So, you would like to be a tutor in the Math Lab
- Proficiency in algebra, trigonometry, integral and differential calculus (one through several variables), and linear algebra.
- Completion of a college level calculus sequence (with trigonometry), and a linear algebra course.
- Ability to clearly communicate and thoroughly explain familiar and new concepts to students of varying academic backgrounds and levels of mathematical maturity.
- Strong critical thinking and problem solving skills.
- Enthusiasm for trying and learning new things.
- Maturity, mathematical or otherwise.
- Special consideration is given to candidates who have knowledge of physics or statistics.
- Help students understand math, physics, or statistics by answering questions and explaining concepts.
- Help students with concepts in such a way that THEY, the students may be able to complete their assignments, and not help students DO their assignments from which the students get nothing or little.
- Always be attentive to the needs of students.
- Be clear, neat and precise.
- Commitment to better your mathematical skills required to help our undergraduate students.
- You will need a CometCareers Account, so if you don't have one, create one.
- Log in to your CometCareers account.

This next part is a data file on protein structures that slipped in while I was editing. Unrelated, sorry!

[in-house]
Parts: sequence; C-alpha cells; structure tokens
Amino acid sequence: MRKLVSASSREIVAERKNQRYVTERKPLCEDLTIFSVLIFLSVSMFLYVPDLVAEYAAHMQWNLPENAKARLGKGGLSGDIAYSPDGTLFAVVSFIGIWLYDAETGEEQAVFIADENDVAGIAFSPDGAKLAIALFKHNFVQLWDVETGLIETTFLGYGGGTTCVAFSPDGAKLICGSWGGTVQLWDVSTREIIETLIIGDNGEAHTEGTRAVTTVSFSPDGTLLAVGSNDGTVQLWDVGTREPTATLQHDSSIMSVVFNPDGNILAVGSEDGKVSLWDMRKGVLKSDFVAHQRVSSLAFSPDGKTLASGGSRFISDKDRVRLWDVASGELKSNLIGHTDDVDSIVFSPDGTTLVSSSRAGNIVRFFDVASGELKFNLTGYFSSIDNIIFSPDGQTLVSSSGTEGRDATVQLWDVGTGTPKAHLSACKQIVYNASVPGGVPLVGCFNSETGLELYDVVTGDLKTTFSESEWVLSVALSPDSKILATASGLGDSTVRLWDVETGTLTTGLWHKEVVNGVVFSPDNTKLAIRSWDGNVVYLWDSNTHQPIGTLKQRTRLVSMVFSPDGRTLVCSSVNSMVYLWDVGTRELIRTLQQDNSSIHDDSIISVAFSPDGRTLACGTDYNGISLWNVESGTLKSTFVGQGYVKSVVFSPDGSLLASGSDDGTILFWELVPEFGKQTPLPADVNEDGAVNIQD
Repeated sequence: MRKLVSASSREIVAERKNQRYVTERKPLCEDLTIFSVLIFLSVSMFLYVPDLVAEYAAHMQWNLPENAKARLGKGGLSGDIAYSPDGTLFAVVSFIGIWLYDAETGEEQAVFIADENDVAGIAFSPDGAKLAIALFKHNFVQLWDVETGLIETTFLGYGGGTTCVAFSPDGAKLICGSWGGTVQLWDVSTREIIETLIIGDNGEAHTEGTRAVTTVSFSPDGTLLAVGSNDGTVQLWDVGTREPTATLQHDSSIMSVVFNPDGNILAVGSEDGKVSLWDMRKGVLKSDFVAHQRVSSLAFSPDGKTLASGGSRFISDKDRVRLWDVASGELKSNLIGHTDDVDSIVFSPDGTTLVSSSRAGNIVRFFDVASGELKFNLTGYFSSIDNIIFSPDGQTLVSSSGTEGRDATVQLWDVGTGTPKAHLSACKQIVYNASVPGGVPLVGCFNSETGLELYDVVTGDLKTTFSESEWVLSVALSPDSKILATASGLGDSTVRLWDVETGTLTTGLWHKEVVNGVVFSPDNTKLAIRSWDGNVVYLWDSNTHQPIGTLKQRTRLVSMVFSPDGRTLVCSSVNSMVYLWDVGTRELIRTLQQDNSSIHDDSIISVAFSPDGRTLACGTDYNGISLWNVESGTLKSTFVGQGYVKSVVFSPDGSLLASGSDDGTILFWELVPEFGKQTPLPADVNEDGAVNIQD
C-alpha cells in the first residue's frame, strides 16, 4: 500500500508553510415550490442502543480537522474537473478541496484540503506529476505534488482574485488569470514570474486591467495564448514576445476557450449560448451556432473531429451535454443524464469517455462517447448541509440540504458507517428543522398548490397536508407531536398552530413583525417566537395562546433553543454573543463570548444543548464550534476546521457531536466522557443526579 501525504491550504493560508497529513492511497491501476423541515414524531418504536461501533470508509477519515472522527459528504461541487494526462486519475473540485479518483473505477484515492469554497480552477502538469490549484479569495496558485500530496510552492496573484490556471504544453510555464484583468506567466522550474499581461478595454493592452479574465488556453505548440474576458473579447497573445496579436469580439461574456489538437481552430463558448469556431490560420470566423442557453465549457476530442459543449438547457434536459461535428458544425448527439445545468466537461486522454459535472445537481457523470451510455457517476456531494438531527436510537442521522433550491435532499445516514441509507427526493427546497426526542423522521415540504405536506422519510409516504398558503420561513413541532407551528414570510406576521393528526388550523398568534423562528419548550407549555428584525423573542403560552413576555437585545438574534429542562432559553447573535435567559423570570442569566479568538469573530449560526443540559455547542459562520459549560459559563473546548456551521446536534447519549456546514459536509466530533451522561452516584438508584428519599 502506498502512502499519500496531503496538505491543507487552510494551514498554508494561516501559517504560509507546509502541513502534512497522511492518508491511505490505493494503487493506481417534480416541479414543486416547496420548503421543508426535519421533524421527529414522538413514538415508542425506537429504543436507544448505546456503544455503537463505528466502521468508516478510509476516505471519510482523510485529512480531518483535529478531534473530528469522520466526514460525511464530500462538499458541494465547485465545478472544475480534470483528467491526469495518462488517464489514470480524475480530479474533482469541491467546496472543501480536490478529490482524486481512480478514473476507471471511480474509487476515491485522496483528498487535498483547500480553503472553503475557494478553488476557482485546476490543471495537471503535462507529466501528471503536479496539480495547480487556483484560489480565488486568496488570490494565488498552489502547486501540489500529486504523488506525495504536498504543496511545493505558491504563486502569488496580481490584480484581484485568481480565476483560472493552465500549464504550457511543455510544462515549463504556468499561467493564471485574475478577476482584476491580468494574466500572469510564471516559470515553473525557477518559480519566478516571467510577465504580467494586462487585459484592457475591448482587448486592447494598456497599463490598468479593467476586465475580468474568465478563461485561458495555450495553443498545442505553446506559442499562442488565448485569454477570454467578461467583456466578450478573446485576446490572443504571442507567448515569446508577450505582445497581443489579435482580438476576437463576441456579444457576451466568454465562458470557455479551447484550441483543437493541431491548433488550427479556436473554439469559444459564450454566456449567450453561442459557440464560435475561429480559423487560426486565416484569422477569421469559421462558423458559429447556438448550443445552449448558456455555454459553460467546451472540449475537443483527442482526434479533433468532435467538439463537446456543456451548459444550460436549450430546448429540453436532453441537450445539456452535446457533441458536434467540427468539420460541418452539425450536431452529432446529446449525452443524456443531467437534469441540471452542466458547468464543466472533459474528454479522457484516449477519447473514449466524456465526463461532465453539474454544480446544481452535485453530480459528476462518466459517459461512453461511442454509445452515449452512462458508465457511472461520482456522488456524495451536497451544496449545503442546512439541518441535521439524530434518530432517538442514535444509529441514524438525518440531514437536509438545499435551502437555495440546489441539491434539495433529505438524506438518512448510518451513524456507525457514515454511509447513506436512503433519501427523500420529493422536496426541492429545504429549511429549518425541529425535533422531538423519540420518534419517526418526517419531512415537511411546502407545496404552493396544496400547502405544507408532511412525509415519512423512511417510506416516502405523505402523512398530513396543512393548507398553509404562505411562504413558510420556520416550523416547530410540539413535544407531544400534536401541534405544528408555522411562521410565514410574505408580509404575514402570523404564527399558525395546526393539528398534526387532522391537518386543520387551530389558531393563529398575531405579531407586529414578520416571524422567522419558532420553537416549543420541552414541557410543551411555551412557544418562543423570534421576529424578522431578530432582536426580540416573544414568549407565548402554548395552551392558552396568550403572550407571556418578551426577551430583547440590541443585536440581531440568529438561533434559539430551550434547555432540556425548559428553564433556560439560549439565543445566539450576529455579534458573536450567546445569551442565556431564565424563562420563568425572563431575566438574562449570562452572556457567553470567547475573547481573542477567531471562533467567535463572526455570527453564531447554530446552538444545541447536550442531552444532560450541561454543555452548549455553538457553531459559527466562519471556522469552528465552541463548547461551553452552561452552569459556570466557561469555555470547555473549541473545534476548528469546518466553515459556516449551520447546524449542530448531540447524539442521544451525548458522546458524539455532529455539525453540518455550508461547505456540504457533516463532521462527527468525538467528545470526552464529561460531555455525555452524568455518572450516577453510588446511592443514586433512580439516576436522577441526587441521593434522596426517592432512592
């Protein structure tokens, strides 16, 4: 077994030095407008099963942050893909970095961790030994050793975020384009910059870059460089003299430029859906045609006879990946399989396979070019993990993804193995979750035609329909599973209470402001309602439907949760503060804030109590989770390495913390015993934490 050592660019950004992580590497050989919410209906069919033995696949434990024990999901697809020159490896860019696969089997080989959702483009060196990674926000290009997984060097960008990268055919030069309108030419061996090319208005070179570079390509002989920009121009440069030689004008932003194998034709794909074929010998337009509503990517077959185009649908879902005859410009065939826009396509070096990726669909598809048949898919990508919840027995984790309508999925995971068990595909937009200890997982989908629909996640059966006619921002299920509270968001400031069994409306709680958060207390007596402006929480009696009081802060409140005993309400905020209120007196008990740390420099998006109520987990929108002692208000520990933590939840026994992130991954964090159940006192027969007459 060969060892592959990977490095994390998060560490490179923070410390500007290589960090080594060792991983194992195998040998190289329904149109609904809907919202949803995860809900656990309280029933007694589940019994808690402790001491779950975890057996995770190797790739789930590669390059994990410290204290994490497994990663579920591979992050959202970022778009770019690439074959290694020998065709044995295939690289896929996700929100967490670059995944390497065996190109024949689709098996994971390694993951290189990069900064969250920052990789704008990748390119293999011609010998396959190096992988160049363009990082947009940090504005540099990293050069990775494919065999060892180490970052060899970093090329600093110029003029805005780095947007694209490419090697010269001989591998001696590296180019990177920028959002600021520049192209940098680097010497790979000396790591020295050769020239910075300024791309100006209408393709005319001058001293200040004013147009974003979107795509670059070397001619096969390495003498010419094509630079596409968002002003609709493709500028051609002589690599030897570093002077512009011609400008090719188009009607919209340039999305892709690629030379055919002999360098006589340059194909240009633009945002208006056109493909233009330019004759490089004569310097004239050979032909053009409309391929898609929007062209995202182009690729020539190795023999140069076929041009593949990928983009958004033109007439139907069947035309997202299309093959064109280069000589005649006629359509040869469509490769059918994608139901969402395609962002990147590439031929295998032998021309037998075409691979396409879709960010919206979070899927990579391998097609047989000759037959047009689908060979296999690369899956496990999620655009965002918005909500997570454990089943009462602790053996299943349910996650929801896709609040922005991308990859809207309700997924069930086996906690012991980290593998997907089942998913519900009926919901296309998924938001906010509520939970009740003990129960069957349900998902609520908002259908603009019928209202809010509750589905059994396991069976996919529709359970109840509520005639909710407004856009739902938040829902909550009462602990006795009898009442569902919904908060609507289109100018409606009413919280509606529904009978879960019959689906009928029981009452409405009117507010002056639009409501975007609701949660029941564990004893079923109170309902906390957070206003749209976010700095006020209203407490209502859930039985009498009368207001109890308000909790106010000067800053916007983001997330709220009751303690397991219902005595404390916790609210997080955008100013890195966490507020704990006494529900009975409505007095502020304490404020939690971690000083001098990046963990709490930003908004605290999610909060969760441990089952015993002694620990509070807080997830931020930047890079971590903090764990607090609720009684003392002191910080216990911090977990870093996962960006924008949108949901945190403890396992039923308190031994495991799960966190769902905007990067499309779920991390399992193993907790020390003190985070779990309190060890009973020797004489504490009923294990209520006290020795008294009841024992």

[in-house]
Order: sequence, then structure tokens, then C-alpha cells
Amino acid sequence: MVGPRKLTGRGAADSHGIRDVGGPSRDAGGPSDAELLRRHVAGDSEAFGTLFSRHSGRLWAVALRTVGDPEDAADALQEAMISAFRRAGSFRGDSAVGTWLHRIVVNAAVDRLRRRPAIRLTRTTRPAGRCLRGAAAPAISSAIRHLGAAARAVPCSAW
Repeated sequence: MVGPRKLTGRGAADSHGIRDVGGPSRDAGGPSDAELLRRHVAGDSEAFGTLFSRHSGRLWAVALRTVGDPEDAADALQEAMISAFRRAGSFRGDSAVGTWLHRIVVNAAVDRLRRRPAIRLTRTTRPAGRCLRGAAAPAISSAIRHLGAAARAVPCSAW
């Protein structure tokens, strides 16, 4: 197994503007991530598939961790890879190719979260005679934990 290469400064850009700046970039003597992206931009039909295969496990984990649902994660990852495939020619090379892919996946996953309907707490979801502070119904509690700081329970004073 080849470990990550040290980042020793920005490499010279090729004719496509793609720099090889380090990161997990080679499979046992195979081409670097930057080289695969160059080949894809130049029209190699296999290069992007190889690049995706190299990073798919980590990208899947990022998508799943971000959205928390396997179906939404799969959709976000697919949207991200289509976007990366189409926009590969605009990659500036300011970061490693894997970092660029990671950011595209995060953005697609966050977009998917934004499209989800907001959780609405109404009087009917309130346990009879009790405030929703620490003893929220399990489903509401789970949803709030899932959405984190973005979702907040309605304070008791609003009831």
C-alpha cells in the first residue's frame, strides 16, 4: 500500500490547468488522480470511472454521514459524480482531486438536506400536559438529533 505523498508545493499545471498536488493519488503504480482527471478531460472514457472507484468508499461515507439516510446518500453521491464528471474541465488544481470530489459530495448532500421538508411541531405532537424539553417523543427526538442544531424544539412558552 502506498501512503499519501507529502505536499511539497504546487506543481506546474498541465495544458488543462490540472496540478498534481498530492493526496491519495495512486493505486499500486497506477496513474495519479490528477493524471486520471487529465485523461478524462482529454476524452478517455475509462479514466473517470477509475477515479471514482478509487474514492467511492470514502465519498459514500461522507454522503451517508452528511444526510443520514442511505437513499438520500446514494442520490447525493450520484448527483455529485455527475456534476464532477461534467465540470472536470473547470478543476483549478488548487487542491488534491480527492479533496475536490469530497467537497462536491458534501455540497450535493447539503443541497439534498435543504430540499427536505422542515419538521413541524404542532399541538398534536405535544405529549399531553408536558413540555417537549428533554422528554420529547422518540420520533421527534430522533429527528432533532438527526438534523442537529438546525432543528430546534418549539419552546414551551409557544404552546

- Upload your resume and an unofficial transcript
- Click on the “Opportunities”
- Select “Part-time On-Campus Jobs”
- Enter Job ID: 52373
- Click the submit button to apply for this position
Note: Make sure your resume and unofficial transcript are already uploaded.
This 20-30 problem exam tests knowledge of linear algebra and calculus through calculus of several variables.
(Consult the table of contents of one of the conventional calculus bricks, like James Stewart's Calculus, or the syllabus for the UTD calculus courses for the content. It should be familiar.)
Candidates are allowed to use reference books provided by the proctors and are invited to ask Leszek Kisielewski or Patrick Bourque questions. Tutor candidates may NOT use computational engines like wolframalpha.
Tutor candidates are given 10 problems to take home. Candidates are then asked to return at a later date and demonstrate solutions to these problems and the Math Lab's favorite problems at the board.